The past two years have been one challenge after the other from coal ash spills, to bass stocking. This is why emphasis has been placed on fisheries habitat restoration projects in Virginia and throughout the country. It is great to be able to say that we have at last found some native wild celery seed to grow the native plants that we need to feed both fish and waterfowl.
A huge thank you goes to Blair Blanchette, Grassroots Coordinator of the Chesapeake Bay Foundation who graciously gave me a pack of 100 seeds so that we can follow the recommended timeline for growing them at the Magna Vista High School. The seeds were carefully transported from Richmond to Ridgeway during the Christmas holiday and refrigerated for planting the first week in January. We are one full year behind on this project due to lack of the wild celery seeds. Anglers from Back Bay need to mark your calendars and plan to harvest some more during the first or second week in October. You can contact Gary Costanzo at the department of Game and Inland Fisheries for additional help in knowing when and where to harvest.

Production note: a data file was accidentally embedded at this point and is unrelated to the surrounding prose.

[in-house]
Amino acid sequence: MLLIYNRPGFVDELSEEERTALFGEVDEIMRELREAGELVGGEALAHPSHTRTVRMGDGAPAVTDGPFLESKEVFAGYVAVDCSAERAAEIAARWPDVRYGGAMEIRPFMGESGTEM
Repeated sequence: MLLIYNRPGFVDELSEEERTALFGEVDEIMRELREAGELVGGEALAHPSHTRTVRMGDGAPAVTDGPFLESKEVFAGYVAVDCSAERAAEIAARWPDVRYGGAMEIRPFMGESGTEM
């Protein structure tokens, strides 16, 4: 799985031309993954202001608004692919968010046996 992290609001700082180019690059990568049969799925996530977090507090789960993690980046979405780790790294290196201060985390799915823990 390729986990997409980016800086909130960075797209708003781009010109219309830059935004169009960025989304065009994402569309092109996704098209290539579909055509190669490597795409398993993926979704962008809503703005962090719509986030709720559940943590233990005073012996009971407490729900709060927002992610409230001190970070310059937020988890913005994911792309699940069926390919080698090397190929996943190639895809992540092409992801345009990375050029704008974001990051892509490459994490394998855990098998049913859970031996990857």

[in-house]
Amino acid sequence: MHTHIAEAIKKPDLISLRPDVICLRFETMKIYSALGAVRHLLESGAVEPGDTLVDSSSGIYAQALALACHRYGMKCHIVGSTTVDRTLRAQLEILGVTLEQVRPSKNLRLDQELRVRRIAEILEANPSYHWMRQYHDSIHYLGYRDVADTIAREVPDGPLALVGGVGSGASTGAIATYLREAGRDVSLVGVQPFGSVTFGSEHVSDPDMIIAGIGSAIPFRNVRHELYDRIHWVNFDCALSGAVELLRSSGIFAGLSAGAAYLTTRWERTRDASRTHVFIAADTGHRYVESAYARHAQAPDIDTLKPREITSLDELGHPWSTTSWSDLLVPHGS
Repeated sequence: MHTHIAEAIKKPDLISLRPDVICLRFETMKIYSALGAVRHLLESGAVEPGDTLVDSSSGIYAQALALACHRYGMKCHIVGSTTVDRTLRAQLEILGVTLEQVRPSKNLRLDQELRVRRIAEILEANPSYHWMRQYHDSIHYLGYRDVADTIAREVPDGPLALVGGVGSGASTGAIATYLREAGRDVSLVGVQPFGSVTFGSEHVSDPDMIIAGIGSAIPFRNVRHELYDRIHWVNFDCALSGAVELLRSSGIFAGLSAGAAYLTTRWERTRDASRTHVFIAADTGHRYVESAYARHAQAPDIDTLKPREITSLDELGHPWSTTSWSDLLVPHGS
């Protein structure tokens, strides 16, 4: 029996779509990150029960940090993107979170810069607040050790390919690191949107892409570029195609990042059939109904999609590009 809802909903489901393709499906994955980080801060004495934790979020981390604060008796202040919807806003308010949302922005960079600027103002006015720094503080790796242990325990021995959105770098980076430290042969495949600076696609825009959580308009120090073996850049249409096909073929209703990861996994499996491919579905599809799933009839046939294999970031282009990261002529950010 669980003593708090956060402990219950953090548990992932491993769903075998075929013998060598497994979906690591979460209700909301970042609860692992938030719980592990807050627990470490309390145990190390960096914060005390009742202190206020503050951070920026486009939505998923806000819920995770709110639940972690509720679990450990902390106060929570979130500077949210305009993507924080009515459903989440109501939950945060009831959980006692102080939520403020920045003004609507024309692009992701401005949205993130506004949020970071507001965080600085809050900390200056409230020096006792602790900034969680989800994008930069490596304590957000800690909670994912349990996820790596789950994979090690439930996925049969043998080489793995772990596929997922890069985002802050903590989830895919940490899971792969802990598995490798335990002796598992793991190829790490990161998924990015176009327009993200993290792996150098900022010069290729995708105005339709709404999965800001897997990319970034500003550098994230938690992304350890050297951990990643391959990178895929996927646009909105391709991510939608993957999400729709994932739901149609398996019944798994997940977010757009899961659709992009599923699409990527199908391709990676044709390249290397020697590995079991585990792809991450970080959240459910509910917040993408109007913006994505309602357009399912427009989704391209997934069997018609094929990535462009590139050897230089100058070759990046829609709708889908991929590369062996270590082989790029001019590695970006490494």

Grant applications for new projects are due January 15 and no later. At this time I have not heard from anyone and I am still finishing up the 2014-2015 projects. Surely there is someone else who would like to improve habitat in their region in 2016. Heavy rains and flooding have created lots of soil erosion. The little bridge pictured below was washed out of position and is badly in need of restoration.